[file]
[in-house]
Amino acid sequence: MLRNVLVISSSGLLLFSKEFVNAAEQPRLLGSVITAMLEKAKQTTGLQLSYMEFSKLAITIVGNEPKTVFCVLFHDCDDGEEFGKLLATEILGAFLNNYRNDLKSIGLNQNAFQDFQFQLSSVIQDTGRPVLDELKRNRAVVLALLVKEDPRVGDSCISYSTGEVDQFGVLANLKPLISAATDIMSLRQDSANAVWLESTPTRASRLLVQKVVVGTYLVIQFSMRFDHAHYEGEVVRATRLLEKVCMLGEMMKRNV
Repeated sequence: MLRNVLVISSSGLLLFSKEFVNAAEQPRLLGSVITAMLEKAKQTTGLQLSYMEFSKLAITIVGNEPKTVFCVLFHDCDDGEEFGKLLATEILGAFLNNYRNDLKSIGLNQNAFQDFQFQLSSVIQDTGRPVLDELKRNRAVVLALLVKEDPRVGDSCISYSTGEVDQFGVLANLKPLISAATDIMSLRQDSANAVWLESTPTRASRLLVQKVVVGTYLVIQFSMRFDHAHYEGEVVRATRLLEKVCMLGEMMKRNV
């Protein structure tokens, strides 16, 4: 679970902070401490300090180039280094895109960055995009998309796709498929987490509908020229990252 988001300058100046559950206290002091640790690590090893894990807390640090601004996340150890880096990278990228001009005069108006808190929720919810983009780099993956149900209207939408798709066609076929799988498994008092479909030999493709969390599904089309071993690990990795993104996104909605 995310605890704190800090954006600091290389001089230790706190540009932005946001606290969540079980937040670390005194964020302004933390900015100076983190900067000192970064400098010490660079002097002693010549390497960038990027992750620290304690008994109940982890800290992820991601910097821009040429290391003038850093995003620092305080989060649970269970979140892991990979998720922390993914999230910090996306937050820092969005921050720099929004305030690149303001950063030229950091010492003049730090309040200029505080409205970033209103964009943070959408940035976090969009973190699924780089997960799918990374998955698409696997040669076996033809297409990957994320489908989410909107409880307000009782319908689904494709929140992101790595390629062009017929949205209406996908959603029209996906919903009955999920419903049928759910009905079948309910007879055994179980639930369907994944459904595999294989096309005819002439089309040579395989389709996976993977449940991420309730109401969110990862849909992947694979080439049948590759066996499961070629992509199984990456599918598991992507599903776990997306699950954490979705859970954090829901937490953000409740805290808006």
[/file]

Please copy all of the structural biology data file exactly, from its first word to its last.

[in-house]
Amino acid sequence: MLRNVLVISSSGLLLFSKEFVNAAEQPRLLGSVITAMLEKAKQTTGLQLSYMEFSKLAITIVGNEPKTVFCVLFHDCDDGEEFGKLLATEILGAFLNNYRNDLKSIGLNQNAFQDFQFQLSSVIQDTGRPVLDELKRNRAVVLALLVKEDPRVGDSCISYSTGEVDQFGVLANLKPLISAATDIMSLRQDSANAVWLESTPTRASRLLVQKVVVGTYLVIQFSMRFDHAHYEGEVVRATRLLEKVCMLGEMMKRNV
Repeated sequence: MLRNVLVISSSGLLLFSKEFVNAAEQPRLLGSVITAMLEKAKQTTGLQLSYMEFSKLAITIVGNEPKTVFCVLFHDCDDGEEFGKLLATEILGAFLNNYRNDLKSIGLNQNAFQDFQFQLSSVIQDTGRPVLDELKRNRAVVLALLVKEDPRVGDSCISYSTGEVDQFGVLANLKPLISAATDIMSLRQDSANAVWLESTPTRASRLLVQKVVVGTYLVIQFSMRFDHAHYEGEVVRATRLLEKVCMLGEMMKRNV
């Protein structure tokens, strides 16, 4: 679970902070401490300090180039280094895109960055995009998309796709498929987490509908020229990252 988001300058100046559950206290002091640790690590090893894990807390640090601004996340150890880096990278990228001009005069108006808190929720919810983009780099993956149900209207939408798709066609076929799988498994008092479909030999493709969390599904089309071993690990990795993104996104909605 995310605890704190800090954006600091290389001089230790706190540009932005946001606290969540079980937040670390005194964020302004933390900015100076983190900067000192970064400098010490660079002097002693010549390497960038990027992750620290304690008994109940982890800290992820991601910097821009040429290391003038850093995003620092305080989060649970269970979140892991990979998720922390993914999230910090996306937050820092969005921050720099929004305030690149303001950063030229950091010492003049730090309040200029505080409205970033209103964009943070959408940035976090969009973190699924780089997960799918990374998955698409696997040669076996033809297409990957994320489908989410909107409880307000009782319908689904494709929140992101790595390629062009017929949205209406996908959603029209996906919903009955999920419903049928759910009905079948309910007879055994179980639930369907994944459904595999294989096309005819002439089309040579395989389709996976993977449940991420309730109401969110990862849909992947694979080439049948590759066996499961070629992509199984990456599918598991992507599903776990997306699950954490979705859970954090829901937490953000409740805290808006």